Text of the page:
Their thirst for speculation is such, that they are continually forming themselves into banking associations, and becoming legalized to create millions of paper money merely with the labor of printing and signing strips of paper; and whenever a revulsion of trade takes place by their expansion of the currency, they refuse to redeem them; and instead of giving relief are the first to cry out for relief.

These aristocrats, having more leisure to acquire information than the honest producer, have more power to form public opinion and control legislation in their favor.

They have erected themselves into what they consider a higher class, and treat with contempt and insolence the very class upon whom they depend for their existence as well as subsistence,

They have at length, in some countries, reduced the producers to a point beyond which they can no farther go — to a state of miserable starvation, and to the infamy of the almshouse; where they are still made to labor for the coarsest food and clothing, so as to allow a revenue for government; and even their bodies sold at death to the anatomist for dissection.

In every state of these oppressions, we, the producers, have endeavoured to show them the evils to which they are reducing us.  But our entreaties have always been considered as an attempt to array the poor against the rich; when in truth it is the rich who are always oppressing the poor.

We have ever been warning them against their repeated one-sided legislation, by constantly granting themselves privileges that are making themselves “richer and the poor poorer.”  We have continually reminded them that it is the lower class, as they call us, who are the real honey producers of the hive of society.  Yet, unlike those working bees, we have never destroyed those idle drones, though they have been deaf to the voice of justice and of common fellowship.  We must, therefore, acquiesce in the necessity which impels us to act in self defence, by establishing that system of economy in society whereby all can be placed in equal circumstances to acquire the goods of life, and hold them, in the present bad economy of society, as our enemies, but in sharing in equal portion of land and labor, friends.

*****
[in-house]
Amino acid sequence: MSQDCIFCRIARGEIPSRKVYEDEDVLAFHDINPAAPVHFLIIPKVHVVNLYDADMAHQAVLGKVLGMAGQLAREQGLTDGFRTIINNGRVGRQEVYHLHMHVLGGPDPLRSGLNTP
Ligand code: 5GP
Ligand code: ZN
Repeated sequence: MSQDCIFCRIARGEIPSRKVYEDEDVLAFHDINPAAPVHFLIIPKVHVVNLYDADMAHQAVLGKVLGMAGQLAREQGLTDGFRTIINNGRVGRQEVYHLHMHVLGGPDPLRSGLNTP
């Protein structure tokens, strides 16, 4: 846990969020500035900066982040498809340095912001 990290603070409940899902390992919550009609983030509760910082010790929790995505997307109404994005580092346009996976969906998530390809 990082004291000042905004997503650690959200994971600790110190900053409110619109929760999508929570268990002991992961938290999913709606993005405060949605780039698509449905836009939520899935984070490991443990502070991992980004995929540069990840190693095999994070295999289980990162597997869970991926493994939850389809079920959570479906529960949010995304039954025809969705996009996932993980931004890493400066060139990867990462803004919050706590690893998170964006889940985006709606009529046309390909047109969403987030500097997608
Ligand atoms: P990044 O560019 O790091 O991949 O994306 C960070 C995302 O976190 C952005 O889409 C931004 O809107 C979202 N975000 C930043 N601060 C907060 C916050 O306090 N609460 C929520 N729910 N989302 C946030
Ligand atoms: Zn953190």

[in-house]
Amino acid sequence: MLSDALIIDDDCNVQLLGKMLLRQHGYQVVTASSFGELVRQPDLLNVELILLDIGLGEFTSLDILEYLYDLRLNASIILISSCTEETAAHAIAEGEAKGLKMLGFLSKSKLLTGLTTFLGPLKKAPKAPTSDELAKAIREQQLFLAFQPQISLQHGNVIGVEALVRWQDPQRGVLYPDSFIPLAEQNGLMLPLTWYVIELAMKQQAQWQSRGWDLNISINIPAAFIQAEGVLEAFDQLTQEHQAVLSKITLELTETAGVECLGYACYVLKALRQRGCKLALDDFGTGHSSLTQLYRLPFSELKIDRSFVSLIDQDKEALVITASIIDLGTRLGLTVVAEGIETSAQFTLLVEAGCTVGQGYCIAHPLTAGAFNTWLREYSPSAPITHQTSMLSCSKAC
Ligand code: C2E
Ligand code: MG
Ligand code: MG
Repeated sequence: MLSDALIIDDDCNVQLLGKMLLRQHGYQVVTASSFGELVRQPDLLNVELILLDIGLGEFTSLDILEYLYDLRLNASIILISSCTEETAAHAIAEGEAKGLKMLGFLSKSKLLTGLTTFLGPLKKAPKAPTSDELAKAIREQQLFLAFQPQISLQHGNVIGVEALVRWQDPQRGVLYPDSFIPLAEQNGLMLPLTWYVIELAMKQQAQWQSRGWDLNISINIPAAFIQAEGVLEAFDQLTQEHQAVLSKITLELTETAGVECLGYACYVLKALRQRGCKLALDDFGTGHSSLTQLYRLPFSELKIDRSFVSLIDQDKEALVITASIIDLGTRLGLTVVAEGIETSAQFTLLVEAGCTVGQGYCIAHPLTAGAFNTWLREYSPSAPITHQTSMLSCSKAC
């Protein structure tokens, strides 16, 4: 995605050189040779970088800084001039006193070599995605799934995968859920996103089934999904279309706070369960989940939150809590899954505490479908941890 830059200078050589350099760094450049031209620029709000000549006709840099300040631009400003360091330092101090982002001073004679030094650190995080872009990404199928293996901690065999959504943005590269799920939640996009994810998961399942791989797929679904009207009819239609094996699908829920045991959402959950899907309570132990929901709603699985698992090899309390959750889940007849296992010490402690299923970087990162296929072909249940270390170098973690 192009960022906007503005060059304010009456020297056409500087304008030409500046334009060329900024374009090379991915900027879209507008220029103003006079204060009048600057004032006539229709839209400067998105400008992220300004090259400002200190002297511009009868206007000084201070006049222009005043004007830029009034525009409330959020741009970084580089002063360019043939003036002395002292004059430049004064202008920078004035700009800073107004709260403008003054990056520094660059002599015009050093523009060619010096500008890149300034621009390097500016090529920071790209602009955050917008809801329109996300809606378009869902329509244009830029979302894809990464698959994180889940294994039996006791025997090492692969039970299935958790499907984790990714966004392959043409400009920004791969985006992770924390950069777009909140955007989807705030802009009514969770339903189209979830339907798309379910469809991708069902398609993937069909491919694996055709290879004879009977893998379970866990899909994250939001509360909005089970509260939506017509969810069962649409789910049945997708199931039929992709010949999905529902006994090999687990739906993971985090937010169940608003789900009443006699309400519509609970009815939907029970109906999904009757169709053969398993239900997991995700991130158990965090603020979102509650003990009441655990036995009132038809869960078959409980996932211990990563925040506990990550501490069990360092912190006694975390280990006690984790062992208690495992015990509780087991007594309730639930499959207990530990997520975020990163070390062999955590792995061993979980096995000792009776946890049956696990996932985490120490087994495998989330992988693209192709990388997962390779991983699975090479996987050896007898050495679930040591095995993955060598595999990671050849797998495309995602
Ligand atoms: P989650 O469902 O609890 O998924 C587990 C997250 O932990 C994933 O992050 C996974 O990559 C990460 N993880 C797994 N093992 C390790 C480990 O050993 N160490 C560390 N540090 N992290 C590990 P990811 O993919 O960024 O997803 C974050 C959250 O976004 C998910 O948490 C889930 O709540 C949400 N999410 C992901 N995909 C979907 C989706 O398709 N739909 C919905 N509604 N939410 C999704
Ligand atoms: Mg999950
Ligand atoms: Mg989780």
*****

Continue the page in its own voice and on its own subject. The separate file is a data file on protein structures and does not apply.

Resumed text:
We, therefore, producers and would-be producers, of the City of New York, appealing to the eternal principles of equality and justice established by Nature’s God, for the rectitude of our intentions, do, in the name, and in behalf of the pauperized producers throughout the earth, solemnly publish and declare, that the producing class shall no longer support, by the “sweat of their brow,” a haughty, unfeeling, and monopolizing class of non-producers.  We further declare, that they should take measures to make all producers as well as consumers; that all division of society into high, middle, and lower classes cease; and that the most republican party should assume the name of producer and call the aristocratic non-producer.  And for the support of this list of facts and Declaration of our Principles and Independence, we mutually pledge to each other our lives, and fortunes, and our sacred honor.